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How a Maui firefighter saved trapped colleagues as the Lahaina wildfire melted their truck

Maui firefighters on surviving wildfire
Deadly Lahaina wildfire consumed fire engine as Maui firefighters barely escaped 13:17

The wildfire in August that ripped through the Hawaiian town of Lahaina was America's deadliest in a hundred years. At least 99 people were killed. 

You may recall the pictures of people jumping into the Pacific Ocean to escape as the fire burned most of the historic town in a matter of hours. But there is an untold story about a group of firefighters who were also trapped while fighting fast-moving flames.

Tonight, you will hear from those Maui county firefighters about two of the worst hours of their lives. They took a stand to save their hometown without the thing they depend on the most – water. 

The morning began with blue skies and winds gusting nearly 60 miles an hour. 

Aina Kohler: I was just watching the ocean, and watching what was happening on the ocean, and just never seen that before.

Sharyn Alfonsi: What was happening on the ocean?

Aina Kohler: It just was, like, froth, it was completely white. And there was, like, whirlwinds that was-- sat out there for over an hour.

Sharyn Alfonsi: Like, that had been whipped-up?

Aina Kohler: Yeah. Yeah, the winds were just nuts.

Firefighter Aina Kohler drives Engine 3. She grew up in Lahaina - the once postcard perfect town of 13,000, tucked between the West Maui range and sparkling Pacific. In Hawaiian 'Lahaina' means 'cruel sun.' But on August 8th it was the wind - whipped up by a hurricane 500 miles offshore…that showed no mercy. 

crosses in Hawaii
Crosses have been set up in Hawaii for those who died in the Lahaina wildfire 60 Minutes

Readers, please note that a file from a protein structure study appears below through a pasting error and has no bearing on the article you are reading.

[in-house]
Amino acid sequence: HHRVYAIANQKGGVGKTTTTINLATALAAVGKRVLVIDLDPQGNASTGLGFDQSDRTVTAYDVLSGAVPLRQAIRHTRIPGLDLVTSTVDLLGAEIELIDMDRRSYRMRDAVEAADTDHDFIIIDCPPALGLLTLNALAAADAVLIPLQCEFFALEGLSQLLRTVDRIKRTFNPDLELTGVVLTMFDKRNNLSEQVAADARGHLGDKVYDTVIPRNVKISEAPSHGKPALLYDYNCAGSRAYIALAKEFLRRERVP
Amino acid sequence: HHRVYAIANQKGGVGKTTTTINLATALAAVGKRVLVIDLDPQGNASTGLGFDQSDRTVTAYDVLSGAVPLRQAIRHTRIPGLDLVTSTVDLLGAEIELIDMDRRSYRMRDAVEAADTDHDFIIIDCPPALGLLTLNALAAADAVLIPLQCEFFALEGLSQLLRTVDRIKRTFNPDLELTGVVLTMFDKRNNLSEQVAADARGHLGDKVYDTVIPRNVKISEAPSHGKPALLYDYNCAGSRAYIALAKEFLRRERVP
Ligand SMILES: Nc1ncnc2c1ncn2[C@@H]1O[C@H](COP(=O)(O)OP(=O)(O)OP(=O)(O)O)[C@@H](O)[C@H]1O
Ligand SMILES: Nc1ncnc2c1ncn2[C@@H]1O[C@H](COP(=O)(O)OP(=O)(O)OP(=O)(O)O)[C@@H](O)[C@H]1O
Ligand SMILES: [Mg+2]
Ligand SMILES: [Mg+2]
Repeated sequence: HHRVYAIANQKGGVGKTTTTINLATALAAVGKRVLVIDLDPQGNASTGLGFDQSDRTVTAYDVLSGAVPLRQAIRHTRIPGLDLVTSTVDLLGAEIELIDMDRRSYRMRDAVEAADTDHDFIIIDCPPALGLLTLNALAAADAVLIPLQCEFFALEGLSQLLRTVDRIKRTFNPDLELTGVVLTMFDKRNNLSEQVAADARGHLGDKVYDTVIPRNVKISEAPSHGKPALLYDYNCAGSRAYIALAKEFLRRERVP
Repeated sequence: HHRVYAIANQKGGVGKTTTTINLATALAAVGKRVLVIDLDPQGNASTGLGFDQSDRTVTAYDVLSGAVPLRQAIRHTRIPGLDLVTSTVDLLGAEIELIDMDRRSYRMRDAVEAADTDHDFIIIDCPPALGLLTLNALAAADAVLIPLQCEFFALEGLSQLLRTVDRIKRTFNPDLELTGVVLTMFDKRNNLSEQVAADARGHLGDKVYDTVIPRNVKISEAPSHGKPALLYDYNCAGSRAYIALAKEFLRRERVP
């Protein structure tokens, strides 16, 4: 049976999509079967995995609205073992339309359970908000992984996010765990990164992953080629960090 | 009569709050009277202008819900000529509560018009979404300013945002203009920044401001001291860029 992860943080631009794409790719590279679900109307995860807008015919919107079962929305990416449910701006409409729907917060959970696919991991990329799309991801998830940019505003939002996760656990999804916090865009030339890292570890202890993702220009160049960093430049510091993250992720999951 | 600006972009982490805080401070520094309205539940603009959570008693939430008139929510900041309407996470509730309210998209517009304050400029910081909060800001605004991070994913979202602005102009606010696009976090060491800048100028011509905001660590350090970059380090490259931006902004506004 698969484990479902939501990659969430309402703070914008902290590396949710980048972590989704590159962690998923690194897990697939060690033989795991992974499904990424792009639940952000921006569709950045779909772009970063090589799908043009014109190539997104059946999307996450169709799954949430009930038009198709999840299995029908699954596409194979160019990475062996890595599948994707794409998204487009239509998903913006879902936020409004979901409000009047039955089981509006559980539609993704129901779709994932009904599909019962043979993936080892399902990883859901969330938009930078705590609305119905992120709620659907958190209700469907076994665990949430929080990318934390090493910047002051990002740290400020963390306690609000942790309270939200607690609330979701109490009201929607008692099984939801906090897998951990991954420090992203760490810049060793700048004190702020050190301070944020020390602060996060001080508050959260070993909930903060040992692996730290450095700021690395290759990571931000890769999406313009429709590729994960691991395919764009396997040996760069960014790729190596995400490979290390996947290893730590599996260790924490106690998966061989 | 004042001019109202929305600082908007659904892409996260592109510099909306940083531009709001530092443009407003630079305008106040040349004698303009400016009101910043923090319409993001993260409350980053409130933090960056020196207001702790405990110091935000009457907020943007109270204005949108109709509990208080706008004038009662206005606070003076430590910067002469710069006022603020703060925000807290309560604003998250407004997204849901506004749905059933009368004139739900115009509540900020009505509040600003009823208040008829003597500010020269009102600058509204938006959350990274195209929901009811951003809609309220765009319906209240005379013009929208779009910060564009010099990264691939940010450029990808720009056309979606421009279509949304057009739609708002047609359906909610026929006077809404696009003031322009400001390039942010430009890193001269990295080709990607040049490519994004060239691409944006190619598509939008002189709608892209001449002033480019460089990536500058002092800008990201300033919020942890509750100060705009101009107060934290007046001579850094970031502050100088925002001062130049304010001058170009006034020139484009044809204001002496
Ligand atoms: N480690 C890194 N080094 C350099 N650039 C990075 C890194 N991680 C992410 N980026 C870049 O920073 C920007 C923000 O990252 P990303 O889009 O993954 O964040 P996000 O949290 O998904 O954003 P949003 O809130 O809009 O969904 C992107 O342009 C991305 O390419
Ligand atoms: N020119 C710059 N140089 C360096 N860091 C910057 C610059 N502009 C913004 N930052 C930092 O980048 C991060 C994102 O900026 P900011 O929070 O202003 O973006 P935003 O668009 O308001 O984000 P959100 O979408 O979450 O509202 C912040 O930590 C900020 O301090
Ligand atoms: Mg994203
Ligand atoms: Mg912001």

Aina Kohler: We're used to wind, but we weren't used to that kinda wind. I looked out my window and there was, like, a giant kiddie pool, like, one of the bigger ones, flying through the air, like, 100 feet up.

At 6:30 that morning, a resident recorded this video after a power line fell and ignited the dry grass that covers much of Lahaina's hillside.

At most there are 17 firefighters on duty in West Maui. Kohler's crew of four relieved the firefighters that first responded.

Aina Kohler: We had-- we had contained it, mean-- meaning it wasn't getting any bigger. So now we were just putting water on all the hot spots to make sure that it was-- everything was fully out, just dousing everything in water.

Sharyn Alfonsi: How long were you out there?

Aina Kohler: We were-- probably till, like, 2:00? and then we went on some calls in the neighborhood right next door: downed poles, and-- that were leaning on houses, and downed lines.

Around three o'clock…Aina Kohler's crew was called back to the area of the morning brushfire. This is police video. The hillside was on fire again. 

Sharyn Alfonsi: How fast was the fire moving at that point?

Aina Kohler: Um I couldn't tell. I could tell how fast the smoke is moving, and it was kinda, like, not even going up, it was going sideways.

The cause of the afternoon fire is still unknown. But mike walker had warned Hawaiian lawmakers about the danger of overgrown grass here for five years. 

Sharyn Alfonsi: So how much of this is native to Hawaii? 

Mike Walker: None of it.

Walker is in charge of fire protection for Hawaii's Department of Land and Natural Resources. The type of grass he showed us is from Africa. It was brought here a century ago for cattle grazing because it grows fast even with little water.

Dry grass in Hawaii
Dry grass in Hawaii 60 Minutes

Sharyn Alfonsi: What can you do to make sure that this isn't a tinder box?

Mike Walker: Well, a lotta the land right now is just unmanaged. It's either folks don't have the finances, or it's not economically worth it to work the land, or they're just banking the land for future development. I think you can see what happens when we do nothing. 

On August 8th, a few minutes after 3 o'clock, wind carried burning grass toward homes half a mile away.

Keahi Ho: And by the time I reported that over the radio, um, every structure I could see was on fire.

Six-foot-four Keahi Ho is based in Lahaina on Ladder 3. He mans its biggest weapon— a cannon that shoots 2,000 gallons of water a minute. 

Keahi Ho: It would just blow away. You know? Um I could stick it right in a window and put out that room, but the whole rest of the house is on fire. And then every other house is on fire.